Seamen who are injured at work can assert a claim and recover damages for the unseaworthiness of the vessel. The doctrine of unseaworthiness affects all ship elements - parts of the vessel, its equipment, and the whole crew on board. Let’s explore some real-life examples of injury-causing vessel unseaworthiness so you can understand better what that means.
Unseaworthiness of the Vessel and Its Appurtenance
The proper maintenance of any ship is essential to its safety. On top of that vessel owners should regularly inspect the vessel to make sure that all tools and equipment are in proper condition. Some typical examples of unseaworthiness related to vessels and their appurtenances include:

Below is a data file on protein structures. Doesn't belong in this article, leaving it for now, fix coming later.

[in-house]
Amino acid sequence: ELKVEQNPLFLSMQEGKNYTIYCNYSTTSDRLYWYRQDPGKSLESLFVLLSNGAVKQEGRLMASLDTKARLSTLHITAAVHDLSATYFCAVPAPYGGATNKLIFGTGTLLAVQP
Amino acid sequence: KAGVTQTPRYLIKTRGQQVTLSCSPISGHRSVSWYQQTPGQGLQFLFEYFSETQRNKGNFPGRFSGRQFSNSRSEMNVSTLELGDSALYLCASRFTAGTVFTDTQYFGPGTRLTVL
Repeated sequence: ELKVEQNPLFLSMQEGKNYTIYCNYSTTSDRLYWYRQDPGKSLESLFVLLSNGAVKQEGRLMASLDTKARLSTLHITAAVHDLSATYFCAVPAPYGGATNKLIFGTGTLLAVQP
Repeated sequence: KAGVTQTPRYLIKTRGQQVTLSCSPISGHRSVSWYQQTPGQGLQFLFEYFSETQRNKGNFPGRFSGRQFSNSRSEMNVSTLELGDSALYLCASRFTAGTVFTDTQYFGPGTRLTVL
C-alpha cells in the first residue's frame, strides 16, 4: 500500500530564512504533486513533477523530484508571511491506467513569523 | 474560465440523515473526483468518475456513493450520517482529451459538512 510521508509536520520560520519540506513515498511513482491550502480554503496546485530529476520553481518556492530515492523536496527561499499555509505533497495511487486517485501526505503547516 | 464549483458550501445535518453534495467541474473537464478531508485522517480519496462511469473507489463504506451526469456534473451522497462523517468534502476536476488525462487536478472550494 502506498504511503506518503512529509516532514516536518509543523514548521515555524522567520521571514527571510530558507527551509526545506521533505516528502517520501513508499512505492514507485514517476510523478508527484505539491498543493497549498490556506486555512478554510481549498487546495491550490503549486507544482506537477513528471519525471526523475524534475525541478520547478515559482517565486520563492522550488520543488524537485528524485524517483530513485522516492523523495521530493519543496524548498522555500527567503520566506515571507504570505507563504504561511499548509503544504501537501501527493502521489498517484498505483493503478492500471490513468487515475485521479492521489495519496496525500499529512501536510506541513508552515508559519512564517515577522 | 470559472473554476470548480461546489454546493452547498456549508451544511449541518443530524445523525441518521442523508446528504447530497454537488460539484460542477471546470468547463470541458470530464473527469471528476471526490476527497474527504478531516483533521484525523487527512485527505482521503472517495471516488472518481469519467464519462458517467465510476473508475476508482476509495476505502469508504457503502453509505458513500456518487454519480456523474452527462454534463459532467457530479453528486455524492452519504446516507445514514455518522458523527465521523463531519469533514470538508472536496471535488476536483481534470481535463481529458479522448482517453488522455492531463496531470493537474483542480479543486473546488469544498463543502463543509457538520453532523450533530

- Lack of non-skid on the deck
- Lines that are in poor condition
- Lack of equipment like cranes or winches
- Failure to provide adequate safety equipment
- Inadequate supplies
- Defective tools
While a vessel can be seaworthy - shipshape and fit for its intended use, the case would change with any of the above factors present.
Unseaworthiness and the Crew
It is the crew that runs the ship and faces the challenges of their duty daily. Even if the ship with all its supplies and tools complies with safety standards, it could be the human factor that makes the vessel unseaworthy. For instance, any of these pose risks and are examples of unseaworthiness:
- Improperly trained crew
- Inadequate crew size
- Improper work methods or operations
You have the right to file a claim for unseaworthiness if any of the above examples caused your injury. The proper party to assert the claim against is the vessel owner, even if they are not your employer.
Save for Jones Act and unseaworthiness claims, an injured seaman has another important remedy - maintenance and cure. Learn all about this remedy and whether it can apply to your case.